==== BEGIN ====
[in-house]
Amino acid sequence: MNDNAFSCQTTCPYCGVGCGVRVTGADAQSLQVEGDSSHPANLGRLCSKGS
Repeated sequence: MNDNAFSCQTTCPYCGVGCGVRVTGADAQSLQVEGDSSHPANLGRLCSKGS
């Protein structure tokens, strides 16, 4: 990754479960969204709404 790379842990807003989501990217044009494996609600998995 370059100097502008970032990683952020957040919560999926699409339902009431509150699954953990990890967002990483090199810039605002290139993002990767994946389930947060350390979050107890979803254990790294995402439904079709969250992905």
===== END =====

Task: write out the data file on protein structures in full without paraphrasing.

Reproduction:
[in-house]
Amino acid sequence: MNDNAFSCQTTCPYCGVGCGVRVTGADAQSLQVEGDSSHPANLGRLCSKGS
Repeated sequence: MNDNAFSCQTTCPYCGVGCGVRVTGADAQSLQVEGDSSHPANLGRLCSKGS
């Protein structure tokens, strides 16, 4: 990754479960969204709404 790379842990807003989501990217044009494996609600998995 370059100097502008970032990683952020957040919560999926699409339902009431509150699954953990990890967002990483090199810039605002290139993002990767994946389930947060350390979050107890979803254990790294995402439904079709969250992905």